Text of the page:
“Collaboration is often hardest within polite groups of people because they don’t tend to express differences openly,” explains Parisi-Carew. “True collaboration is built on the appreciation of diverse opinions. In many departments or project groups, the standard behavior is to shy away from conflict or debate. People are afraid to speak their truth.”

In Parisi-Carew’s experience, a key role in creating a collaborative environment belongs to the department or project leader, who models behavior that allows collaboration to happen. For leaders looking to take some steps toward improving collaboration in their organizations, Ripley and Parisi-Carew have a few suggestions.

“Senior leaders often frame and try to personally live the value of collaboration, but don’t call it out behaviorally,” explains Ripley. “I had the good fortune to work for a CEO who really believed in values who would start every meeting with a ‘value of the day.’ He would recite that day’s value and give examples of how he had seen it lived and not lived in the organization so people could completely understand each one.”

“In a collaborative culture, there should be consequences for those who do business without collaborating,” explains Parisi-Carew. “If a senior leader rewards someone who has achieved success while being self-serving and competitive, not collaborative, what message would that send to others?”

Parisi-Carew recommends that senior leaders get a firsthand look at how their culture operates by monitoring project teams under their direction. By attending meetings, senior leaders can see who is collaborating and who is not and can bring a little bit of persuasive power into the mix.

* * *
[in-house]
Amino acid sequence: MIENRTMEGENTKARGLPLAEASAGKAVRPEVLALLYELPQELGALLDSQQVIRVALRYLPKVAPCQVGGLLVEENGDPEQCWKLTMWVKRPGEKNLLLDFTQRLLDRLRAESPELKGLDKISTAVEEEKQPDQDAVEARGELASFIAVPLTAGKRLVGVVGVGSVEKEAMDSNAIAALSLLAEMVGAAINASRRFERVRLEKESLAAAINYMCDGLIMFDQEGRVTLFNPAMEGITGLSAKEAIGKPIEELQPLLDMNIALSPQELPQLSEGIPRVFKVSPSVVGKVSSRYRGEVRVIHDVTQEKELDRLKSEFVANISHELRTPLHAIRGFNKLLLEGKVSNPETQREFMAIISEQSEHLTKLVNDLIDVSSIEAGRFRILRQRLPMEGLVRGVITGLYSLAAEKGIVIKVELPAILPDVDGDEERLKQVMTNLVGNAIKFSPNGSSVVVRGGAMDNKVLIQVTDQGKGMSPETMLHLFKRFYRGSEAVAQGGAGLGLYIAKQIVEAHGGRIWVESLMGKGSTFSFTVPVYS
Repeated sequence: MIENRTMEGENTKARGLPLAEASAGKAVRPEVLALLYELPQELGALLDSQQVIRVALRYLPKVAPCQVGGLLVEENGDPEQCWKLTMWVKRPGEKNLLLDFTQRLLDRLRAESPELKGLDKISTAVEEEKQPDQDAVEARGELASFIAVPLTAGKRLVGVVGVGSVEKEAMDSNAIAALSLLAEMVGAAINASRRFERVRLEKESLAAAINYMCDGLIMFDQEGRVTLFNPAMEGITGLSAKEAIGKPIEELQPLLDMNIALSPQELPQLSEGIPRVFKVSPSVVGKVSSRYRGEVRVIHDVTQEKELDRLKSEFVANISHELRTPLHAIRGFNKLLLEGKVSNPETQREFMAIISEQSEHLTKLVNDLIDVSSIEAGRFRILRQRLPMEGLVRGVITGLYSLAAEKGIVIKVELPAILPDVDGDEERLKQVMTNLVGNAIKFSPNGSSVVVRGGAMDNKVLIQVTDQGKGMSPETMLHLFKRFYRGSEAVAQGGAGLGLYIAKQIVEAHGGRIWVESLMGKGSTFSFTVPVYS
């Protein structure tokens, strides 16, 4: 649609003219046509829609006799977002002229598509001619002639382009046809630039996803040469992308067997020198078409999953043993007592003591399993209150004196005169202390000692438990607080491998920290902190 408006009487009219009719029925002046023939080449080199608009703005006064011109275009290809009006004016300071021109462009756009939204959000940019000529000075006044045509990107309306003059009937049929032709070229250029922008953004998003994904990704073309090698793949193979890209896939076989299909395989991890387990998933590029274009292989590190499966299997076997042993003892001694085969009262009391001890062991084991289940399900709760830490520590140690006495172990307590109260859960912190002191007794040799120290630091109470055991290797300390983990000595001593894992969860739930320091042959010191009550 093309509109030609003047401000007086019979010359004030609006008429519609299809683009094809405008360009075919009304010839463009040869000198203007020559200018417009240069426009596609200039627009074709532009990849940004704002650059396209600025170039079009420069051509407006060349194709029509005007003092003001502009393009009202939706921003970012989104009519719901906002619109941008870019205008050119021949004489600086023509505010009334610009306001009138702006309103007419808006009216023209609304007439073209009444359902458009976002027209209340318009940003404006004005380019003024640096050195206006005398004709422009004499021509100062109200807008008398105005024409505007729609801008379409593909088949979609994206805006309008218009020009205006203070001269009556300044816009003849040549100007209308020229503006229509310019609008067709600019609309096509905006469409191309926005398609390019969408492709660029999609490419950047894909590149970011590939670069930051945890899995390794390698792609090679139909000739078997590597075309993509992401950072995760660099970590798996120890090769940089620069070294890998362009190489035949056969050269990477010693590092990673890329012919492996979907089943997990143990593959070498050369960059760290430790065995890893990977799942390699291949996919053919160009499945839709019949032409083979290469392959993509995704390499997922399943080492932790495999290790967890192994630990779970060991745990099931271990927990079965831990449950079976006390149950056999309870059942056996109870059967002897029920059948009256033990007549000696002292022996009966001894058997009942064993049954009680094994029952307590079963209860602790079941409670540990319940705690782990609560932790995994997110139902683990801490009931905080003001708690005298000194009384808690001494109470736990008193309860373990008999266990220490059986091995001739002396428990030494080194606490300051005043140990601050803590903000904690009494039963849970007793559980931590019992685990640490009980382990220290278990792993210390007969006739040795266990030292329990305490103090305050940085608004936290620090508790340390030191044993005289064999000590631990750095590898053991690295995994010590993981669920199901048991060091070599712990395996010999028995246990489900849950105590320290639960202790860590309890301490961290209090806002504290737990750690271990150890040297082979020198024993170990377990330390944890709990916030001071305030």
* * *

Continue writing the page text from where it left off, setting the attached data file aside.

“As a leader, you have a large sphere of influence,” says Parisi-Carew. “That means not only modeling desired behaviors but also providing the environment, structure, strategies, and practices that support collaboration. This includes reviewing the reward system, the performance management system, and other processes that can be tweaked.

“Your people are your treasure. The more you can tap into that resource, the more everyone can work together to benefit the greater good. We hope our book, Collaboration Begins with You, encourages readers to have a look at themselves and what they are doing to improve collaboration with the people around them.”

Would you like to learn more about creating a collaborative work environment in your organization? Then join us for a free webinar.

Collaboration Begins with You
Wednesday, October 21, 9:00 a.m. Pacific Time

Learn how to become a silo buster in this webinar that looks at the five key concepts from Ken Blanchard’s new book coauthored with Eunice Parisi-Carew and Jane Ripley, Collaboration Begins with You.

The authors will identify some common challenges along with ways you can create a collaborative mindset from a heart, head, and hands perspective.

Participants will also explore five best practices to help develop the attitudes, strategies, and actions that promote information sharing and true collaboration across departments. Using the five-step UNITE model, you’ll learn how to:

  • Utilize Differences—how to embrace new approaches and perspectives
  • Nurture Safety and Trust—how to encourage others to speak freely without fear of judgment
  • Involve Others in Crafting a Clear Purpose, Values, and Goals—demonstrating a commitment to the greater good
  • Talk Openly—how to give and receive constructive feedback
  • Empower Yourself and Others—how to ensure colleagues have confidence and clarity around tasks and goals

Don’t miss this opportunity to learn practical strategies for improving collaboration in your organization, no matter what your level or position.

View On-demand